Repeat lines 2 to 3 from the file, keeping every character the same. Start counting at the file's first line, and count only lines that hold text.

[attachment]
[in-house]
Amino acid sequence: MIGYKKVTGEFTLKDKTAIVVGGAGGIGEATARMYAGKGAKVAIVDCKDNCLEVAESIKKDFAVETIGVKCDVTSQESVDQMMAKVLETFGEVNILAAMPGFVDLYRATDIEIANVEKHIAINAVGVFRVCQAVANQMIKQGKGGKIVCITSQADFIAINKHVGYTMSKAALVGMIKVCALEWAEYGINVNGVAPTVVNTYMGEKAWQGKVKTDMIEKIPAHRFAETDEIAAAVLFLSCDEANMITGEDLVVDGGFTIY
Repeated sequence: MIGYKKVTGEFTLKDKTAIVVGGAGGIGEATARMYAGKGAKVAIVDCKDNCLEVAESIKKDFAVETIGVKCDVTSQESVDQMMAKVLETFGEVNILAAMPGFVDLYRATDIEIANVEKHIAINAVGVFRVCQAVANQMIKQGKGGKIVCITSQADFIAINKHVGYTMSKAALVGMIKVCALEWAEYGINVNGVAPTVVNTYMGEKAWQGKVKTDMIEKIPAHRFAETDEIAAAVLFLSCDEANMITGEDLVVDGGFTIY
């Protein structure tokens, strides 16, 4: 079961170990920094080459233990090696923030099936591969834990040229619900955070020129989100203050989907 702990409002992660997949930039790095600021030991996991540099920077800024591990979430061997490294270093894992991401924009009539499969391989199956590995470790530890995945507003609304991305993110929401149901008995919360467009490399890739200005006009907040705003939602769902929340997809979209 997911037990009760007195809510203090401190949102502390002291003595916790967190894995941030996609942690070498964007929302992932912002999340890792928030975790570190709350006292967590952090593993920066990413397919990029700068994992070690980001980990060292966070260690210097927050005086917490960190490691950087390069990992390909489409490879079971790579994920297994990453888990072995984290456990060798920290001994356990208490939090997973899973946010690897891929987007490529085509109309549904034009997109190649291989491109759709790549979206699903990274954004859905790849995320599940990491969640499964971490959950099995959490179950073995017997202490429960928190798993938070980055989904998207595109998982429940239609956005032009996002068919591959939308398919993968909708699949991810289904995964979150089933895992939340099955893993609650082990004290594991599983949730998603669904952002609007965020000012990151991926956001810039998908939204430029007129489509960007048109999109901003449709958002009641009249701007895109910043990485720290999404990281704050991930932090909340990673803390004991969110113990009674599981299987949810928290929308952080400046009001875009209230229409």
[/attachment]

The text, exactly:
Amino acid sequence: MIGYKKVTGEFTLKDKTAIVVGGAGGIGEATARMYAGKGAKVAIVDCKDNCLEVAESIKKDFAVETIGVKCDVTSQESVDQMMAKVLETFGEVNILAAMPGFVDLYRATDIEIANVEKHIAINAVGVFRVCQAVANQMIKQGKGGKIVCITSQADFIAINKHVGYTMSKAALVGMIKVCALEWAEYGINVNGVAPTVVNTYMGEKAWQGKVKTDMIEKIPAHRFAETDEIAAAVLFLSCDEANMITGEDLVVDGGFTIY
Repeated sequence: MIGYKKVTGEFTLKDKTAIVVGGAGGIGEATARMYAGKGAKVAIVDCKDNCLEVAESIKKDFAVETIGVKCDVTSQESVDQMMAKVLETFGEVNILAAMPGFVDLYRATDIEIANVEKHIAINAVGVFRVCQAVANQMIKQGKGGKIVCITSQADFIAINKHVGYTMSKAALVGMIKVCALEWAEYGINVNGVAPTVVNTYMGEKAWQGKVKTDMIEKIPAHRFAETDEIAAAVLFLSCDEANMITGEDLVVDGGFTIY